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Op-ed: The Policies Keeping Trans People From Military Service

Op-ed: The Policies Keeping Trans People From Military Service


Only policy stands between transgender people and the military service some seek.

Last week the Palm Center's Transgender Military Service Commission concluded that "there is no compelling medical rationale for banning transgender military service, and that eliminating the ban would advance a number of military interests, including enabling commanders to better care for their service members."

The Departments of Defense's stance on trans service members dates back decades and is based significantly on an outdated belief that trans people are mentally disordered and gender-affirmation surgeries make trans people unfit to serve.

For example, in 1987 the Ninth Circuit Court of Appeals ruled against Jane Anne Leyland, an Air Force Reserve officer then selected for lieutenant colonel. An Air Force medical board determined Leyland was "psychologically unsuitable and physically unfit because of transsexualism and completion of sex change surgery." After she was discharged, she challenged her discharge in federal court. The ruling for Leyland v. Orr cited physician Donald Novicki's official Air Force opinion as a reason for the ruling against Leyland.

"Dr. Novicki, urology consultant to the Air Force surgeon general, stated that the known and potential long-term effects of a sex change constitute a risk significant enough to restrict the individual's performance of Air Force duties," reads the appeals court decision, "especially when remote geographic assignments are involved. Dr. Novicki stated that assigning such a person to such places 'would be equivalent to placing an individual with known coronary artery disease in a remote location without readily available coronary care.' He further stated '[i]t has been and remains the policy of the surgeon general that such abnormalities be identified and that such individuals be denied entry or continued active duty for their benefit and for the benefit of the United States Air Force.'"

The DoD codified its policies against trans people serving decades ago. The department's medical standards for participation in military service list a "history of major abnormalities or defects of the genitalia such as including but not limited to change of sex" and "hermaphroditism, pseudohermaphroditism, or pure gonadal dysgenesis" as reasons to preclude transgender and intersex Americans from serving in the military. The document also precludes from serving those who have "current or history of psychosexual conditions, including but not limited to transsexualism, exhibitionism, transvestism, voyeurism, and other paraphilias."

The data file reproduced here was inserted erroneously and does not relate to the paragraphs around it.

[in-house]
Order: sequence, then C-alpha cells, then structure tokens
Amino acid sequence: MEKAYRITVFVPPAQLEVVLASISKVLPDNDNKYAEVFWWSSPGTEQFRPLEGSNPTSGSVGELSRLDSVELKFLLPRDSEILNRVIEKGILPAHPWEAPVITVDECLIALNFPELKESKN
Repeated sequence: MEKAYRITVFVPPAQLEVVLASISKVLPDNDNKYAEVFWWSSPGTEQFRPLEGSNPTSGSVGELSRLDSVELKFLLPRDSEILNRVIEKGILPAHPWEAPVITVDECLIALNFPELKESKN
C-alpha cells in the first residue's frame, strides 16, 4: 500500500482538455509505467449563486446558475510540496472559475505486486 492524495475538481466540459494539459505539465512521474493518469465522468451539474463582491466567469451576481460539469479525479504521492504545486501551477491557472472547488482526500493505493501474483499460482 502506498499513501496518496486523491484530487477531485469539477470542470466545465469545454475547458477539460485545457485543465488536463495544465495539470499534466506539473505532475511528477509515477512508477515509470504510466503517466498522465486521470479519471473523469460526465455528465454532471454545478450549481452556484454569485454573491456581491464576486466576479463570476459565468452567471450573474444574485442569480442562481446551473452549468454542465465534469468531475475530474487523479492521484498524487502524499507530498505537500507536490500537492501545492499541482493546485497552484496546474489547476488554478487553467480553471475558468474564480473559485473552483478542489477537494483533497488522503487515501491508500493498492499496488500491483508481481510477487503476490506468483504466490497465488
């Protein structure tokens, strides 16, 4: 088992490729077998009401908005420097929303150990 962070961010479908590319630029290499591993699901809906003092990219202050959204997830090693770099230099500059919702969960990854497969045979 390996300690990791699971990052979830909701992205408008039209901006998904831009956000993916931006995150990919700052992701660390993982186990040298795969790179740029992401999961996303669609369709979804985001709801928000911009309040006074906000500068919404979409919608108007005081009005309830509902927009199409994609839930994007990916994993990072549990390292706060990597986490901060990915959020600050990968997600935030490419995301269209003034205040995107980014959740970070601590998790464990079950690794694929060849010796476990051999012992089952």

Should a person have already joined and then later be discovered to be transgender or intersex, then the department would apply standards for discharge similar to those it applies to enlistment or appointment to the military services.

The military's policies on this rely heavily on previous editions of the Diagnostic and Statistical Manual of Mental Disorders. The terms and diagnosis of "transsexualism" in and "gender identity disorder" in are referenced in the DoD's overarching instructions, as well as the Army's, Navy's, and Air Force's specific implementing instructions. However, DSM-V no longer classifies gender nonconformity as a mental illness.

It shouldn't be lost on LGBT Americans that even though homosexuality was removed from the DSM as a disorder in 1973, it was still listed by DoD as a mental health disorder until 2006.

Quoting the Transgender Military Service Commission report, "Medical regulations requiring the discharge of all transgender personnel are inconsistent with how the military regulates medical and psychological conditions, and arbitrary in that medical conditions related to transgender identity appear to be the only gender-related conditions requiring discharge irrespective of fitness for duty."

Repeal of "don't ask, don't tell" didn't directly affect trans people because it only addressed sexual orientation. Regulation alone now stands between transgender service members and the ability to serve openly as trans people. In the struggle for open military service for all LGBT service members, we should not -- we morally cannot -- leave trans service members behind.

Good service members who are trans just want to do their jobs and serve their country. Instead, they face unemployment, loss of valuable benefits such as the GI Bill, and a discharge characterization that can harm them for the rest of their lives if they're discovered. Changing DoD policies for trans people so that they can serve openly would allow the DoD to enlist and retain many highly qualified, talented, and motivated individuals.

This report moves the LGBT community one step closer to open military service for our community siblings. I think that's a good thing. I look forward to the day my peer T subcommunity siblings in the LGBT community are free to openly serve in our country's military.

AUTUMN SANDEEN is a disabled (service-connected) Persian Gulf War veteran who retired from the U.S. Navy in 2000 with 20-years of service. As a transgender veteran, in 2010 she and other LGBT veterans were jailed twice in GetEqual direct actions at the White House advocating repeal of "don't ask, don't tell." In the past she blogged for Pam's House Blend, and currently she is an editor at The Transadvocate and a columnist for LGBT Weekly.

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